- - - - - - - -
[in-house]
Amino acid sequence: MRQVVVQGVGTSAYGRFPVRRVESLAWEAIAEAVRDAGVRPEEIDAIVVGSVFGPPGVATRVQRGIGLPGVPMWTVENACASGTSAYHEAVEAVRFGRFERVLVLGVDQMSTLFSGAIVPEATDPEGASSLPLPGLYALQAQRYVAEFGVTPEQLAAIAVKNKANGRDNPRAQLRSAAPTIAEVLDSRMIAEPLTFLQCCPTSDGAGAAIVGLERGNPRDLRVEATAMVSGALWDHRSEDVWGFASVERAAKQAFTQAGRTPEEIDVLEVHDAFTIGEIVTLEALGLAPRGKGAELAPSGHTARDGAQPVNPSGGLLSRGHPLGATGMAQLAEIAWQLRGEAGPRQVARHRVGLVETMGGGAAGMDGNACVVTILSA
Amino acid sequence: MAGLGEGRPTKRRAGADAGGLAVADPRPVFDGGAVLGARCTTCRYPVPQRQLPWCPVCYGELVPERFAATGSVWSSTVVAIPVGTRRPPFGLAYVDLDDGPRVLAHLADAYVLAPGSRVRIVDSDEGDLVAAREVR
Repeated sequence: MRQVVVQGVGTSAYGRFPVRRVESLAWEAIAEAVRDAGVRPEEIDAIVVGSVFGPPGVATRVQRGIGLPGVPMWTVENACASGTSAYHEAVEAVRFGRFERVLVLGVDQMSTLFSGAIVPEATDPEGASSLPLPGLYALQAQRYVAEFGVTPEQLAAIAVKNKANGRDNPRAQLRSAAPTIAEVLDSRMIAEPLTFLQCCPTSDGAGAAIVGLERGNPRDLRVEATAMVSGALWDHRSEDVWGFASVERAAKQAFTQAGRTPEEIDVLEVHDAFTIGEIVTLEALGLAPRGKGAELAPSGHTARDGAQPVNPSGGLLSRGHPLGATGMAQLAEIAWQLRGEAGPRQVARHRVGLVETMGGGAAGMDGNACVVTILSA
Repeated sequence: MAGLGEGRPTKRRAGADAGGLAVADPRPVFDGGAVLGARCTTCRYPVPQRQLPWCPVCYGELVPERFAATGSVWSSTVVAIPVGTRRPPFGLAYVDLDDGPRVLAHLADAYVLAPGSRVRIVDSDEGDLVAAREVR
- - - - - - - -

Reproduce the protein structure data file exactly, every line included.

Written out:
[in-house]
Amino acid sequence: MRQVVVQGVGTSAYGRFPVRRVESLAWEAIAEAVRDAGVRPEEIDAIVVGSVFGPPGVATRVQRGIGLPGVPMWTVENACASGTSAYHEAVEAVRFGRFERVLVLGVDQMSTLFSGAIVPEATDPEGASSLPLPGLYALQAQRYVAEFGVTPEQLAAIAVKNKANGRDNPRAQLRSAAPTIAEVLDSRMIAEPLTFLQCCPTSDGAGAAIVGLERGNPRDLRVEATAMVSGALWDHRSEDVWGFASVERAAKQAFTQAGRTPEEIDVLEVHDAFTIGEIVTLEALGLAPRGKGAELAPSGHTARDGAQPVNPSGGLLSRGHPLGATGMAQLAEIAWQLRGEAGPRQVARHRVGLVETMGGGAAGMDGNACVVTILSA
Amino acid sequence: MAGLGEGRPTKRRAGADAGGLAVADPRPVFDGGAVLGARCTTCRYPVPQRQLPWCPVCYGELVPERFAATGSVWSSTVVAIPVGTRRPPFGLAYVDLDDGPRVLAHLADAYVLAPGSRVRIVDSDEGDLVAAREVR
Repeated sequence: MRQVVVQGVGTSAYGRFPVRRVESLAWEAIAEAVRDAGVRPEEIDAIVVGSVFGPPGVATRVQRGIGLPGVPMWTVENACASGTSAYHEAVEAVRFGRFERVLVLGVDQMSTLFSGAIVPEATDPEGASSLPLPGLYALQAQRYVAEFGVTPEQLAAIAVKNKANGRDNPRAQLRSAAPTIAEVLDSRMIAEPLTFLQCCPTSDGAGAAIVGLERGNPRDLRVEATAMVSGALWDHRSEDVWGFASVERAAKQAFTQAGRTPEEIDVLEVHDAFTIGEIVTLEALGLAPRGKGAELAPSGHTARDGAQPVNPSGGLLSRGHPLGATGMAQLAEIAWQLRGEAGPRQVARHRVGLVETMGGGAAGMDGNACVVTILSA
Repeated sequence: MAGLGEGRPTKRRAGADAGGLAVADPRPVFDGGAVLGARCTTCRYPVPQRQLPWCPVCYGELVPERFAATGSVWSSTVVAIPVGTRRPPFGLAYVDLDDGPRVLAHLADAYVLAPGSRVRIVDSDEGDLVAAREVR